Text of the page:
Stupid Question ™
Sept. 22, 2003
By John Ruch
Q: What does “Jimmy crack corn” mean, and why does he not care?
—Matt, Columbus, Ohio
A: This strange phrase comes from a song first published in 1846 as “Jim Crack Corn, or The Blue Tail Fly.” (“Jimmy” is a modern mishearing.)
The song is credited to Daniel Emmett, a member of the then-popular blackface minstrel group the Virginia Minstrels.
Sung from a slave’s point of view, the song is about the slave’s task of shooing flies away from his master. A fly manages to bite the master’s pony, which bolts and throws the master to his death.
This story is told in seven verses separated by the chorus, “Jim crack corn, I don’t care [repeated three times]/Ole Massa gone away.”
“Jim” surely is the slave himself. It was a common minstrel-show generic name for a slave, a shortening of the term “Jim Crow,” the infamous title of one of the first blackface songs. (The modern version often inserts “and” before “I don’t care,” wrongly suggesting that “Jim” and “I” are different people.)
“Crack corn” probably refers to the common practice of “cracking” (crushing or breaking open) corn kernels for use in food, especially hominy. Corn-cracking was common in the South and would likely be the work of slaves.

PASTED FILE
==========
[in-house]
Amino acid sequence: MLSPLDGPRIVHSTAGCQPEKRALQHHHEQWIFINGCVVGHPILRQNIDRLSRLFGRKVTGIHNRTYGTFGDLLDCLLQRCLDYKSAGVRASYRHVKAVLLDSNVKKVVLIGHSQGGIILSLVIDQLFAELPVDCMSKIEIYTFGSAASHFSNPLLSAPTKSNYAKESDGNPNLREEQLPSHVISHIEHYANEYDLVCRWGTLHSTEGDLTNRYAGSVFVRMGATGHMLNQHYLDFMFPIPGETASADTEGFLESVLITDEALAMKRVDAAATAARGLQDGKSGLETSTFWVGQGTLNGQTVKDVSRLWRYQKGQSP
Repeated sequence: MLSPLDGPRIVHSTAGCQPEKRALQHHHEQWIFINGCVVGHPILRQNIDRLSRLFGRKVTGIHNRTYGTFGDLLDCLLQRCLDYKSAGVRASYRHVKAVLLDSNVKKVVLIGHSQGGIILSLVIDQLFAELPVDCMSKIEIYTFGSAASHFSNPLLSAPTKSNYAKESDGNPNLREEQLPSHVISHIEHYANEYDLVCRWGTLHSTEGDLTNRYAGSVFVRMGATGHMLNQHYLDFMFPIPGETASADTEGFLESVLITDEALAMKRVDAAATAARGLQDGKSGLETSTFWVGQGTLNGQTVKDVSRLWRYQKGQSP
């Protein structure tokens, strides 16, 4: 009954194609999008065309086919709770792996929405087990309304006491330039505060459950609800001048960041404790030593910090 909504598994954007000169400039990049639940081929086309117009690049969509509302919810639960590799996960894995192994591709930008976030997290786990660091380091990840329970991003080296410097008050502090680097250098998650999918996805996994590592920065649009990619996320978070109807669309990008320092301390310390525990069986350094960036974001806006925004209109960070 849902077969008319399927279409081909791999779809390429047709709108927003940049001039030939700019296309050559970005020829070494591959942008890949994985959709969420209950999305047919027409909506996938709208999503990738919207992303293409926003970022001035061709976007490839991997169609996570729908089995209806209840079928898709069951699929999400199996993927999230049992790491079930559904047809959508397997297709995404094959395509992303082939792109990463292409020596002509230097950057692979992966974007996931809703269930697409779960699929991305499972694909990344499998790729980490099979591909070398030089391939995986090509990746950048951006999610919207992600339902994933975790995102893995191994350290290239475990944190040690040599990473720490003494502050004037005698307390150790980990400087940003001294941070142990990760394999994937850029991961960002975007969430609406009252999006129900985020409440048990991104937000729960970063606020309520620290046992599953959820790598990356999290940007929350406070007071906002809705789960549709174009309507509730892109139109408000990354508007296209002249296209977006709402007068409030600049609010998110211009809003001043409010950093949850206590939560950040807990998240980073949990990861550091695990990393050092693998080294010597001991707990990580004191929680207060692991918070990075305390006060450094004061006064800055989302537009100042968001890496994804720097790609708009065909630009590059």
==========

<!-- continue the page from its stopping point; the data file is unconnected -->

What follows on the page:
In the context of the song, “I don’t care” implies that corn-cracking work isn’t so hard now that the master is dead, or that the slave has returned to work not caring about his death. In short, he’s happy the master is dead—a reading often taken by abolitionists, and the interpretation that keeps the song alive on children’s records and folk albums today.
However, it is possible that the “Jim crack corn” chorus actually had an independent life of its own.
“Jim Crack Corn” is just a rewrite of an 1844 song called “De Blue Tail Fly,” another minstrel song that tells the same story with some of the exact same verses. However, the chorus or refrain of that song consisted only of the single line, “An scratch ’im wid a brier too.”
“Jim crack corn, I don’t care” is such a weird phrase that it’s hard to believe Emmett completely invented it for use as a chorus.
Minstrel performers ripped off music from real African-Americans and from each other. It’s possible that the line came from an actual slave work song, with “I don’t care” referring to a put-on lack of concern at the monotony of the work. It’s also possible the line comes from another popular song in which it meant something different.
There is evidence for an independent existence of the phrase. A 1940 Federal Writers’ Project report recounted a South Carolina story about a “wandering musician” called James Pearson. He was known as Jim Crack Pearson for his signature ditty “Jim Crack Corn and I Don’t Care,” the lyrics of which consisted entirely of that phrase repeated over and over. (Note the lack of Emmett’s explanatory line, “Ole Massa gone away.”)
The Pearson story is dubious. But if it’s true, it indicates the phrase could have been a sheer nonsense line repeated for fun.